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Clin Exp Gastroenterol. 2010;3:171-7. doi: 10.2147/CEG.S15340. Epub 2010 Dec 6.

Amino acid-responsive Crohn's disease: a case study.

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Stein Orthopedic Associates, Plantation, FL, USA;



This paper reviews the clinical course of a case of severe Crohn's disease and discusses the scientific ramifications of a novel treatment approach.


A case study of a 37-year-old male with a 22-year history of Crohn's disease whose clinical course had experienced no sustained remissions. The patient was treated with a protocol that utilized serotonin and dopamine amino acid precursors administered under the guidance of organic cation transporter assay interpretation.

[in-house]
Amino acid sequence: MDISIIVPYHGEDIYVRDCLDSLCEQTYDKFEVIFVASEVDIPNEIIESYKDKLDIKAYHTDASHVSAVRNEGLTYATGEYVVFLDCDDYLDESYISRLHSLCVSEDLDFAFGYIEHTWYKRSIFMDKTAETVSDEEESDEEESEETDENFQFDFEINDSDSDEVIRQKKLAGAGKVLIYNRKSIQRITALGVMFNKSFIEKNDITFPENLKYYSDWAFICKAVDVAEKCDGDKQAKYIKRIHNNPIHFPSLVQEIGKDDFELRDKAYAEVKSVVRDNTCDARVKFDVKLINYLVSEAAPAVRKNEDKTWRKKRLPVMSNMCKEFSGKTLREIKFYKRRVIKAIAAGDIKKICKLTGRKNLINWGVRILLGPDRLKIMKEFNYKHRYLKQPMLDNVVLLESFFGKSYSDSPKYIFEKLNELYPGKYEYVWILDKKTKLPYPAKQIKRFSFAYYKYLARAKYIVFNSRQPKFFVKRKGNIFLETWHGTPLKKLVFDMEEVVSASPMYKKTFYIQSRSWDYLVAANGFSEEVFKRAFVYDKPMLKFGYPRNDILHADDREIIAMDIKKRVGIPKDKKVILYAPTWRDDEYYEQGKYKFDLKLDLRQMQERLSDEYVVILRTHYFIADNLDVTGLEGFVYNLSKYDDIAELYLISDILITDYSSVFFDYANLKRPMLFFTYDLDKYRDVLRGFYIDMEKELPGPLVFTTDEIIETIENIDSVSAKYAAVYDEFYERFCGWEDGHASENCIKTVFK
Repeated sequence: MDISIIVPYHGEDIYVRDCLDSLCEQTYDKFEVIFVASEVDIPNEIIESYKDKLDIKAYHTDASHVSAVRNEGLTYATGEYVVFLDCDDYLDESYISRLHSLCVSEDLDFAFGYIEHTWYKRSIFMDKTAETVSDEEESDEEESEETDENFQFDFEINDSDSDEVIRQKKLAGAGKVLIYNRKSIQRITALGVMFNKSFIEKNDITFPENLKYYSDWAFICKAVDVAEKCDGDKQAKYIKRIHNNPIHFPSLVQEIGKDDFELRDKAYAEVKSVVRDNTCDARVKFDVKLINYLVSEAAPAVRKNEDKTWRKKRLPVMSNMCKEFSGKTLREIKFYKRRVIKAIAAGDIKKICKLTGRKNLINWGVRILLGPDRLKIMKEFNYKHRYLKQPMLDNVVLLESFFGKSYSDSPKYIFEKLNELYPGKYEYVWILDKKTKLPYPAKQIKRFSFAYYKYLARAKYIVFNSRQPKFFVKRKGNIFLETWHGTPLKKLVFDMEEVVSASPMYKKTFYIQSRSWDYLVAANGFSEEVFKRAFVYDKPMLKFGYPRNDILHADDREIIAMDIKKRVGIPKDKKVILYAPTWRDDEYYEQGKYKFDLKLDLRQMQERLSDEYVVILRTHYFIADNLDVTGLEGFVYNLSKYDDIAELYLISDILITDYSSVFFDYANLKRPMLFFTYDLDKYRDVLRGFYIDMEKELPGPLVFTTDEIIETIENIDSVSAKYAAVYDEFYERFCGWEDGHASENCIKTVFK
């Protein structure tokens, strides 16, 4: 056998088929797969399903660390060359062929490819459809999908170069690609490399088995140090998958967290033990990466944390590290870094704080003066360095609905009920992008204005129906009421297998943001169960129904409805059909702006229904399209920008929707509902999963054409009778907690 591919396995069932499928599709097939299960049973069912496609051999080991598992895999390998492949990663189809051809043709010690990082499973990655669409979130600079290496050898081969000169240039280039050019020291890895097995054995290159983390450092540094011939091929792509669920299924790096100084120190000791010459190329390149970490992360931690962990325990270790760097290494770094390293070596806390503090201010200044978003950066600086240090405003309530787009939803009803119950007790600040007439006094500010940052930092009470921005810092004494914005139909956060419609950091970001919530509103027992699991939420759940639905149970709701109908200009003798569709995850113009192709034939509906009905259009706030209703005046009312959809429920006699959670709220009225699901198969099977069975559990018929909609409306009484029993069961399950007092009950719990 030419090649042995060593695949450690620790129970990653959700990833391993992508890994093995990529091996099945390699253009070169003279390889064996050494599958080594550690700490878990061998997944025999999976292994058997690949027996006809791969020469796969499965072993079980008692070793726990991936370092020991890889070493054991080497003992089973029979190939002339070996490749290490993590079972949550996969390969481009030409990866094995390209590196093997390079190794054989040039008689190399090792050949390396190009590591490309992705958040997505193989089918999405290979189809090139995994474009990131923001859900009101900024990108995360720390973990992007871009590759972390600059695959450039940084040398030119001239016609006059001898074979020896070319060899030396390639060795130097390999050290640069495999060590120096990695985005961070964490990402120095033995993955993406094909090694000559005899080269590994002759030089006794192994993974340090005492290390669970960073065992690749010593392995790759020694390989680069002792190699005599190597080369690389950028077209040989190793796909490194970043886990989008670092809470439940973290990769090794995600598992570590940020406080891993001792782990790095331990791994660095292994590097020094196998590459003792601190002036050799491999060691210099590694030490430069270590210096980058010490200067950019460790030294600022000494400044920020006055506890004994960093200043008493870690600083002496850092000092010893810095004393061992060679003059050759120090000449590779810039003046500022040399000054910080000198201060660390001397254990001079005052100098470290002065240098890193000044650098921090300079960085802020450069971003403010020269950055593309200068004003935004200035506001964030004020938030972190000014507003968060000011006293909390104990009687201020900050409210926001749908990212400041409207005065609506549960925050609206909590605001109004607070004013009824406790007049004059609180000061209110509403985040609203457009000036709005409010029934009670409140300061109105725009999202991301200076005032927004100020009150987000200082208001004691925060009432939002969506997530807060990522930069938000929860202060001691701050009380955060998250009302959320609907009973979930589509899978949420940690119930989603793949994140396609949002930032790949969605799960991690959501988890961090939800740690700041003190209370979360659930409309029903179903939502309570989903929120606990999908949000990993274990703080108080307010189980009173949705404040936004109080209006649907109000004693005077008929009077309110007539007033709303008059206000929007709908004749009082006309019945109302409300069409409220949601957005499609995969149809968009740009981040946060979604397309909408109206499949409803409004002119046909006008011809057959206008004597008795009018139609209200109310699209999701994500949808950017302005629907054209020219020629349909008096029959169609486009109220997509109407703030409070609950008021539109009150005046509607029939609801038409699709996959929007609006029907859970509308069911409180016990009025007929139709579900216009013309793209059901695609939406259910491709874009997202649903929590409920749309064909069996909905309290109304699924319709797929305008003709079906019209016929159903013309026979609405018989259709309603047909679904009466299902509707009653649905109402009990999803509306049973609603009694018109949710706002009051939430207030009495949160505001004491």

Within 5 days of achieving the necessary balance of serotonin and dopamine, the patient experienced remission of symptoms. This remission has been sustained without the use of any Crohn's disease medications.


In Crohn's disease, it is known that there is an increase of both synthesis and tissue levels of serotonin in specific locations. It is asserted that this is prima facie evidence of a significant imbalance in the serotonin-dopamine system, leading to serotonin toxicity. The hypothesis formulated is that improperly balanced serotonin and dopamine transport, synthesis, and metabolism is a primary defect contributing to the pathogenesis of Crohn's disease.


OCT; dopamine; organic cation transporters; serotonin

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